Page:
Charlotte Mecklenburg Library
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|Location||Mecklenburg County, North Carolina|
|Items collected||Books, movies, audiobooks, etc.|
|Access and use|
|Access requirements||Residence in Mecklenburg County or annual fee as well as a library card|
|Population served||approximately one million citizens|
|Staff||486 staff members (355 full time and 131 part-time)|
Charlotte Mecklenburg Library is one of America's many urban public libraries, serving a community of approximately one million citizens in the city of Charlotte and the towns of Matthews, Pineville, Mint Hill, Davidson, Cornelius and Huntersville – all located in Mecklenburg County, North Carolina.
Andrew Carnegie donated $25,000 to establish a public library in Charlotte in 1901. In early 1904, the city aldermen bought a lot at the corner of Brevard and East 2nd streets for a separate library for African Americans, the first of its kind in North Carolina. Although only six blocks from the Carnegie Library, it was in the heart of the Brooklyn neighborhood, the black city within the city of Charlotte where many black churches and most black-owned businesses and professional offices were located. It operated independently at first and after 1929 as a branch of the public library system before closing in 1961.
Growth of the Library System
The library system and the region grew tremendously in this period. The new, architecturally modern Main Library expanded its services to include a Carolina Room for local history and genealogy. In 1956, the library stopped segregating its customers by race and opened its services to all on an equal basis.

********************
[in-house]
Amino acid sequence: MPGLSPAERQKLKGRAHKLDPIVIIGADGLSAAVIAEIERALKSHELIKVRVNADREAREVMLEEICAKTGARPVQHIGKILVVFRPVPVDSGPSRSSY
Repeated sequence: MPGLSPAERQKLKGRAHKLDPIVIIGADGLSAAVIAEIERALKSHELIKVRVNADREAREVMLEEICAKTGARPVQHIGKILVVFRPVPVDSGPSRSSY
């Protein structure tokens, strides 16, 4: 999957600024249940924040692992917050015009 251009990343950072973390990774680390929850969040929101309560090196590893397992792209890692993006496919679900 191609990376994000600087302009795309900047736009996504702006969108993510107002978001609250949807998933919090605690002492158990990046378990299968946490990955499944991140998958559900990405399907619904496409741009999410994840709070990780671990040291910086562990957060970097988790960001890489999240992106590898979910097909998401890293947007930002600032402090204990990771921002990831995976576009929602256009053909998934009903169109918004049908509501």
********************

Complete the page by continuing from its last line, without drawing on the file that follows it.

Under the leadership of, among others, Robert E. Cannon (1986-2003), the library added more branches, inaugurated a literary festival, remodeled the 1956 Main Library building, and brought its catalog online. It continued to grow into the 21st century, constructing the ImaginOn branch as a joint venture with the Children's Theatre of Charlotte.
The Modern Library
The economic recession of 2009-2011 brought significant budget reductions, resulting in employee layoffs, the closure of four library branches, reduced hours and services at all remaining locations, and the consolidation of several support functions with Mecklenburg County. But it was from this challenging time that the Library, County and community leaders found new ways to collaborate to meet the mutual goal of providing Mecklenburg County residents with the resources they needed to be successful. Today the Library's 20 locations include a Main Library, an innovative library for children and teens called ImaginOn, and a network of branch libraries throughout Mecklenburg County. Throughout the system, the Library provides free and open access to its physical and electronic collections and information, as well as to its services for people of all ages, from toddlers to teens to adults.
|Wikimedia Commons has media related to Public Library of Charlotte and Mecklenburg County.|
- "History". Charlotte Mecklenburg Library. Retrieved October 28, 2015.
- Cristina Bolling, "Our living history: spreading the joy of books," Charlotte Observer, Feb. 15, 2005, p.1B
- "Chapter 3, 1905 Brevard Street Library". Charlotte Mecklenburg Story. Archived from the original on 2015-09-25. Retrieved 2015-09-26.
- Ryckman, Patricia. "Chapter 9, 1948-1952 | Charlotte Mecklenburg Story". Charlotte Mecklenburg Library. Archived from the original on 2015-12-22. Retrieved 2015-10-16.